Study Compares Low-fat, Plant-based Diet to Low-carb, Animal-based Diet
People on a low-fat, plant-based diet ate fewer daily calories but had higher insulin and blood glucose levels, compared to when they ate a low-carbohydrate, animal-based diet, according to a small but highly controlled study at the National Institutes of Health. Both diets were minimally processed and had equivalent amounts of non-starchy vegetables. The participants were given three meals a day, plus snacks, and could eat as much as desired.
The plant-based, low-fat diet (10% fat, 75% carb) - despite high glycemic carbs that resulted in pronounced swings in blood glucose and insulin, the diet helps curb appetite and showed a significant reduction in calorie intake (550 to 700 fewer calories/day) and loss of body fat. This challenges the idea that high-carb diets per se lead people to overeat.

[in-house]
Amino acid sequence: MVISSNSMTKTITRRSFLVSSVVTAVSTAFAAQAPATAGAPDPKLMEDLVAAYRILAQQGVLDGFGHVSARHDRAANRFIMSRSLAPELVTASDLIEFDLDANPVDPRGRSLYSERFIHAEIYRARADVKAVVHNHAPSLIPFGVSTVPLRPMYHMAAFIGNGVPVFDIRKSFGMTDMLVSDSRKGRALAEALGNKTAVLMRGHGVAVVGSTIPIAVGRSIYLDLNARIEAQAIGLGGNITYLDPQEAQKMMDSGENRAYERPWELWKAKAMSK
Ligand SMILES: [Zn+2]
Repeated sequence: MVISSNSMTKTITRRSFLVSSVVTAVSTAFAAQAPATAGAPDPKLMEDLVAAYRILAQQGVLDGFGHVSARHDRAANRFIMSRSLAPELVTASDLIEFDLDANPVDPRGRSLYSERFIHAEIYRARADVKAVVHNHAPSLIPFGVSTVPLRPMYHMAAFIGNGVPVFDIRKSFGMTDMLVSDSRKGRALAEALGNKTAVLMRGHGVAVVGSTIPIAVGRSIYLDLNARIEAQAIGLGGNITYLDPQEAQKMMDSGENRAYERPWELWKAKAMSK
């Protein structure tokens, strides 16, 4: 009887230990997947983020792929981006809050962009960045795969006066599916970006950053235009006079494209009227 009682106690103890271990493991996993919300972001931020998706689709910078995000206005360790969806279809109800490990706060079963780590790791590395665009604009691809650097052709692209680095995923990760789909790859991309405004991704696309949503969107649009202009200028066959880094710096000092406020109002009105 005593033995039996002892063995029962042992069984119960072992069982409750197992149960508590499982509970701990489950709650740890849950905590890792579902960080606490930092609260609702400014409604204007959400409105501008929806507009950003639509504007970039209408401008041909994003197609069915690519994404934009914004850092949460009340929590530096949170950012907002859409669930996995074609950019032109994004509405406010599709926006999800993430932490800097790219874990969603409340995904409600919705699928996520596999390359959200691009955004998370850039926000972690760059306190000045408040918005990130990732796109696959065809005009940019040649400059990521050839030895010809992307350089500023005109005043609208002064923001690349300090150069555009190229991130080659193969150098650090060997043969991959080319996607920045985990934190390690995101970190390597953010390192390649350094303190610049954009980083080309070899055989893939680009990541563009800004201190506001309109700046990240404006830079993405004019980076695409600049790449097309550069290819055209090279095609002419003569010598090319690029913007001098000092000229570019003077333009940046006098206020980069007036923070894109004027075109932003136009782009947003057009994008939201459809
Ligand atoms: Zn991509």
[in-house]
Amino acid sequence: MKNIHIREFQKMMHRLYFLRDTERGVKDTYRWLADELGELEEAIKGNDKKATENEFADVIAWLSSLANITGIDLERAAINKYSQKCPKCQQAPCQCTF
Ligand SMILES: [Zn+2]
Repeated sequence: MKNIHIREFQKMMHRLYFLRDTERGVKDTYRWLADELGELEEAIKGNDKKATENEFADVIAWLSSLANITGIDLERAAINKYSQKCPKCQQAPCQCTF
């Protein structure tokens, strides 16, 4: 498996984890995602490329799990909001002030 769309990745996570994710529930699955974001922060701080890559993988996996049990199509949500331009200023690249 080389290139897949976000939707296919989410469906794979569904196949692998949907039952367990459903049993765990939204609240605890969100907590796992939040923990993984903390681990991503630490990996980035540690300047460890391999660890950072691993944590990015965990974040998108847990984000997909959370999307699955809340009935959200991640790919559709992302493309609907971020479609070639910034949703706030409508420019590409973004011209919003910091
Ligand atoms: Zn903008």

The animal-based, low-carb high fat diet (10% carb, 75% fat) - did not result in weight gain despite being high in fat, with lower and more steady insulin and glucose levels (sustained over the long term ?) This suggests overeating and weight gain are more complex than the amount of carbs or fat in one’s diet.